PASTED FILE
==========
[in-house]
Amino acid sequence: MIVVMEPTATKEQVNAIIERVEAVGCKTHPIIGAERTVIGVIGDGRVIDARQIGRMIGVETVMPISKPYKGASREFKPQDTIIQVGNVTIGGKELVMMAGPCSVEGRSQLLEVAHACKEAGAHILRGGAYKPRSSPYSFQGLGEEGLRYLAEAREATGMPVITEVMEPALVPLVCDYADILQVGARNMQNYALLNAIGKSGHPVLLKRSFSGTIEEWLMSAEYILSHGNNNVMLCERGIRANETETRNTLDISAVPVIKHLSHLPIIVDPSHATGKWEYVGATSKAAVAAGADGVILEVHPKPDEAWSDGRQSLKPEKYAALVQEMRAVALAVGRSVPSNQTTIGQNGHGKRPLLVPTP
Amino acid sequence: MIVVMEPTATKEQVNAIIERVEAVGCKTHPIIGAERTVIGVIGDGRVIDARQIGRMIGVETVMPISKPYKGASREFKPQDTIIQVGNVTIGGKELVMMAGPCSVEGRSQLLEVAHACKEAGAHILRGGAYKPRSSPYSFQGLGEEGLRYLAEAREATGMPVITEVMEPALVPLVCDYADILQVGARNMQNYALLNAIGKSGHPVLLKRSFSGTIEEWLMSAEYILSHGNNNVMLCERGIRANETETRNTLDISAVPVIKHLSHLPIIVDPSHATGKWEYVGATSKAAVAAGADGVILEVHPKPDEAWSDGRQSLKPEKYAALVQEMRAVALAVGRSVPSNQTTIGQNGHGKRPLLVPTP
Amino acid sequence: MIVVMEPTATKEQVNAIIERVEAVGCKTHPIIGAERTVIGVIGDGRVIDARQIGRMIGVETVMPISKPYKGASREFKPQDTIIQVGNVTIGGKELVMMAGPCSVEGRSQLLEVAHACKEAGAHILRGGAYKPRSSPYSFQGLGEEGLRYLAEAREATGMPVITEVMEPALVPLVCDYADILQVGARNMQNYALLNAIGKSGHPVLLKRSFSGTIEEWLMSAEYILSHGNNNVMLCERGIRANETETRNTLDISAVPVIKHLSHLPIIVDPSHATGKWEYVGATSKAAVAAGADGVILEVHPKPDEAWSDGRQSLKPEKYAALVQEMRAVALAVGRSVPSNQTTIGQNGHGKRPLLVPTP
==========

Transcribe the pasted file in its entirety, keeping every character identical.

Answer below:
[in-house]
Amino acid sequence: MIVVMEPTATKEQVNAIIERVEAVGCKTHPIIGAERTVIGVIGDGRVIDARQIGRMIGVETVMPISKPYKGASREFKPQDTIIQVGNVTIGGKELVMMAGPCSVEGRSQLLEVAHACKEAGAHILRGGAYKPRSSPYSFQGLGEEGLRYLAEAREATGMPVITEVMEPALVPLVCDYADILQVGARNMQNYALLNAIGKSGHPVLLKRSFSGTIEEWLMSAEYILSHGNNNVMLCERGIRANETETRNTLDISAVPVIKHLSHLPIIVDPSHATGKWEYVGATSKAAVAAGADGVILEVHPKPDEAWSDGRQSLKPEKYAALVQEMRAVALAVGRSVPSNQTTIGQNGHGKRPLLVPTP
Amino acid sequence: MIVVMEPTATKEQVNAIIERVEAVGCKTHPIIGAERTVIGVIGDGRVIDARQIGRMIGVETVMPISKPYKGASREFKPQDTIIQVGNVTIGGKELVMMAGPCSVEGRSQLLEVAHACKEAGAHILRGGAYKPRSSPYSFQGLGEEGLRYLAEAREATGMPVITEVMEPALVPLVCDYADILQVGARNMQNYALLNAIGKSGHPVLLKRSFSGTIEEWLMSAEYILSHGNNNVMLCERGIRANETETRNTLDISAVPVIKHLSHLPIIVDPSHATGKWEYVGATSKAAVAAGADGVILEVHPKPDEAWSDGRQSLKPEKYAALVQEMRAVALAVGRSVPSNQTTIGQNGHGKRPLLVPTP
Amino acid sequence: MIVVMEPTATKEQVNAIIERVEAVGCKTHPIIGAERTVIGVIGDGRVIDARQIGRMIGVETVMPISKPYKGASREFKPQDTIIQVGNVTIGGKELVMMAGPCSVEGRSQLLEVAHACKEAGAHILRGGAYKPRSSPYSFQGLGEEGLRYLAEAREATGMPVITEVMEPALVPLVCDYADILQVGARNMQNYALLNAIGKSGHPVLLKRSFSGTIEEWLMSAEYILSHGNNNVMLCERGIRANETETRNTLDISAVPVIKHLSHLPIIVDPSHATGKWEYVGATSKAAVAAGADGVILEVHPKPDEAWSDGRQSLKPEKYAALVQEMRAVALAVGRSVPSNQTTIGQNGHGKRPLLVPTP